House of Commons - Explanatory Note
Income Tax (Earnings And Pensions) Bill - continued          House of Commons

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Paragraph 83

3737.     This paragraph ensures that the new sub-paragraph 41(6) of Schedule 5 applies to replacement options whenever granted.

Paragraph 84

3738.     This paragraph provides for continuity in the definition of "employee" for the purposes of Chapter 11 of Part 7 of this Bill (employee benefits trusts).

Part 8: Approved profit sharing schemes

Paragraph 85

3739.     This paragraph ensures that the requirement for trustees to notify a participant of the facts relating to his tax liability still applies in respect of amounts chargeable after 5 April 2003.

Share incentive plans

Paragraph 86

3740.     This paragraph preserves the capital gains tax advantages that are available where the trustees of an approved share incentive plan acquire shares from the trustees of an approved profit sharing scheme.

Paragraph 87

3741.     An individual who participates in any of the share schemes etc dealt with in Schedules 2 to 5 of this Bill must not have a material interest in the company in question. This paragraph provides that, in calculating whether or not such an individual has such a material interest, the interest of the trustees of any approved profit sharing scheme in any shares in the company which have not been appropriated to an individual are to be disregarded, as are any rights exercisable by the trustees as a result of that interest. The provision made by this paragraph has been placed in this Schedule because approved profit sharing schemes are being phased out (see section 49 FA 2000) and are accordingly obsolescent.

Part 9: Social security income

Paragraph 88

3742.     This paragraph has effect if, in relation to certain provisions (listed in sub-paragraph (3)), the repeals made by the Tax Credits Act 2002 have not come fully into force.

Part 10: PAYE

Paragraph 89

3743.     This paragraph derives from part of section 203(10) of ICTA which provides part of the powers for PAYE regulations to deal with electronic filing. Sections 132 and 133 of FA 1999 introduced new powers to provide for use of electronic communications. As a consequence part of section 203(10) will be repealed by Schedule 20 to FA 1999 when a Treasury order is made under section 133(4) of that Act. Clause 684(2), item 5, anticipates this repeal. This paragraph preserves the position until the order is made.

Part 11: Consequences for corporation tax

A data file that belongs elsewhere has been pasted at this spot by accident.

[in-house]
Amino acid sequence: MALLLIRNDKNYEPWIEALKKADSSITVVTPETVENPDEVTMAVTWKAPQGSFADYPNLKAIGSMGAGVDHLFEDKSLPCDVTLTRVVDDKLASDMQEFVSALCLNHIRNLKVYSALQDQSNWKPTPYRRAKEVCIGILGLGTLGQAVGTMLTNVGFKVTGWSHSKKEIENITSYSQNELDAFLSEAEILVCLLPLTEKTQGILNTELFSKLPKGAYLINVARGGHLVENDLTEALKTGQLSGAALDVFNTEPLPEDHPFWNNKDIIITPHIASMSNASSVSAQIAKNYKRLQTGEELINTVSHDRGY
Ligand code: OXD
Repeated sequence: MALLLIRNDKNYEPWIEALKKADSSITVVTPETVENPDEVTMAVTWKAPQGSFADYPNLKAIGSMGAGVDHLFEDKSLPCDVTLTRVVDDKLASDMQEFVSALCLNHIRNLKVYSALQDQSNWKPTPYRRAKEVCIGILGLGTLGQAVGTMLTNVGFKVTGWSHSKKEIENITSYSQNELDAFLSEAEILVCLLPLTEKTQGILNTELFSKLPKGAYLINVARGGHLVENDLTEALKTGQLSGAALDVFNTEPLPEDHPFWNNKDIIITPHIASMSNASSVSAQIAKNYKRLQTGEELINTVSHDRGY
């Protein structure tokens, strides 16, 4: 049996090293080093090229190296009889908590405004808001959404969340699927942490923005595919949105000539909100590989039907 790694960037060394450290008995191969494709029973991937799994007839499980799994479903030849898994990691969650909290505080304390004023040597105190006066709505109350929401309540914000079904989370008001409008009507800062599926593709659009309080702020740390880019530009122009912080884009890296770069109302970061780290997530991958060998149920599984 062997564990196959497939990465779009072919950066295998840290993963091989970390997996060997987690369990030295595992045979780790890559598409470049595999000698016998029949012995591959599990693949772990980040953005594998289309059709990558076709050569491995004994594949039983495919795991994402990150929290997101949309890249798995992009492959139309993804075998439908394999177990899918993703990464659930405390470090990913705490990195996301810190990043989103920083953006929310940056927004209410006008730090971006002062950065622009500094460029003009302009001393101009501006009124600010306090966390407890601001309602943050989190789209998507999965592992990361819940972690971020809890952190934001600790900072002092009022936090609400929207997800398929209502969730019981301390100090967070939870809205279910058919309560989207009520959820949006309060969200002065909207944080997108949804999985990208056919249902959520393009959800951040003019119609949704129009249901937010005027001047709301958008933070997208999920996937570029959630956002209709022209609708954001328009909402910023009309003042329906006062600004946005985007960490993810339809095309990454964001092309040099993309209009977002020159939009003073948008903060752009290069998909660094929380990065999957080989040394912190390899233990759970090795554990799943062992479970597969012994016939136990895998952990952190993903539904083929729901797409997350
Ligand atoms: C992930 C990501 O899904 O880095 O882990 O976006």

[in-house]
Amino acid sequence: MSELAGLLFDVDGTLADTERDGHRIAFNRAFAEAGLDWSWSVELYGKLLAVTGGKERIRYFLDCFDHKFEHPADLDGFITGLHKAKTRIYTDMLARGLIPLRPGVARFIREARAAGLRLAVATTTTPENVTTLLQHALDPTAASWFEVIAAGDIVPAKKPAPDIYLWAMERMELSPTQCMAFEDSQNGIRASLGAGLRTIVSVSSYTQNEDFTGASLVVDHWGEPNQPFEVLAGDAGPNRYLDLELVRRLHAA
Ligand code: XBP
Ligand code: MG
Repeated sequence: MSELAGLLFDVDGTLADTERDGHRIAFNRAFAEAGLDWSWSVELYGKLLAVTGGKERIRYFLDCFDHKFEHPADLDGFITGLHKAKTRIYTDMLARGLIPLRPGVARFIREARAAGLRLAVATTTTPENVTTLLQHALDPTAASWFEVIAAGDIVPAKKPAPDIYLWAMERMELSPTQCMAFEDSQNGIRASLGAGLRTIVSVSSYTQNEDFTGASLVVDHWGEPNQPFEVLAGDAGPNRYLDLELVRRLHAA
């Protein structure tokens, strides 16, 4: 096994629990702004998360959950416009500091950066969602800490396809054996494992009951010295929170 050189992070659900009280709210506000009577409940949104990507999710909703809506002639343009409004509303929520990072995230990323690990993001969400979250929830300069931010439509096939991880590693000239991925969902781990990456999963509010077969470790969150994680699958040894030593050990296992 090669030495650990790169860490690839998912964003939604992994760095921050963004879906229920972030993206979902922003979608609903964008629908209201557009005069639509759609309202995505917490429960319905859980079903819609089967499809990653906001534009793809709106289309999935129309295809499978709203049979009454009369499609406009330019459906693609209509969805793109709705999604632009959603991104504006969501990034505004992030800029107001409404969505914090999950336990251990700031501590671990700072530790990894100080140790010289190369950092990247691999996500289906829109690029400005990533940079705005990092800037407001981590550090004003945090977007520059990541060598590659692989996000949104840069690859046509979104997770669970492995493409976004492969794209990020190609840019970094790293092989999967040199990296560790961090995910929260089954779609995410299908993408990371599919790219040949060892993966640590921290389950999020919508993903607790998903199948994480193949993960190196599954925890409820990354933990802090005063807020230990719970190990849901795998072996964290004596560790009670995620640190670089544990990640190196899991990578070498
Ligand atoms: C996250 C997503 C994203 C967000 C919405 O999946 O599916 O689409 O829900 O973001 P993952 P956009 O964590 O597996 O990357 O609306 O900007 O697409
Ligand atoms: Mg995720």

Paragraphs 90 and 91

3744.     These paragraphs explain when this Bill should have effect for the purposes of corporation tax. A company's accounting period affected by the provisions of this Bill may straddle 6 April 2003. In such a case, the company may elect for the law as it stood before 6 April 2003 to apply for the duration of that straddling accounting period.


3745.     This Schedule contains repeals and revocations. Part 1 of the Schedule lists the enactments repealed, and Part 2 the subordinate legislation revoked.


3746.     The Bill will not require any additions to previously planned expenditure. Revision of guidance for users and for staff will be undertaken as part and parcel of the process of improving such material and keeping it up to date in response to new legislation and other changes. The minor changes in the law in the Bill are expected to have negligible effect on tax revenues.


3747.     The Bill will not require any increase in the number of staff in the Inland Revenue or other departments.


3748.     A regulatory impact assessment of the effects of the Bill is available at or from Simon Williams, Tax Law Rewrite Project, Inland Revenue, Room 831, Bush House, South West Wing, London WC2B 4RD (telephone +44 (20) 7438 7921).

3749.     In summary the Bill is expected to benefit four groups of people: tax practitioners, taxpayers, employers and the Inland Revenue. The benefits can broadly be summarised as follows:

  • less time should have be expended deciding what the law is, and fewer errors caused by misunderstanding of the law;

  • there should be fewer issues on which time and money has to be spent getting specialist advice;

  • there should be fewer queries from clients to their advisers and from advisers or taxpayers to the Inland Revenue. In consequence there should be fewer discussions and disagreements with the Inland Revenue about the meaning of legislation and this should lead to less litigation.

3750.     In addition:

  • practitioners and employers coming new to the legislation will find it easier to understand and learn; and

  • greater ease of use for practitioners and employers could result in lower costs both in the context of compliance and advice.

3751.     There will be some one-off costs to business: there will be retraining costs for practitioners and commercial publishers, and software suppliers will need to update their products.


3752.     Section 19 of the Human Rights Act 1998 requires the Minister in charge of a Bill in either House of Parliament to make a statement, before second reading, about the compatibility of the provisions of the Bill with the Convention rights (as defined in section 1 of that Act). The Chancellor of the Exchequer has made the following statement:

    "In my view the provisions of the Income Tax (Earnings and Pensions) Bill are compatible with the Convention rights."


3753.     The Bill will come into force on Royal Assent. Clause 724 provides for it to have effect

  • for the purposes of income tax, for the year 2003-04 and subsequent tax years; and

  • for the purposes of corporation tax (where the provisions of this Bill are used to compute profits for corporation tax purposes of corporate office-holders), for accounting periods ending after 5 April 2003.

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Prepared: 5 December 2002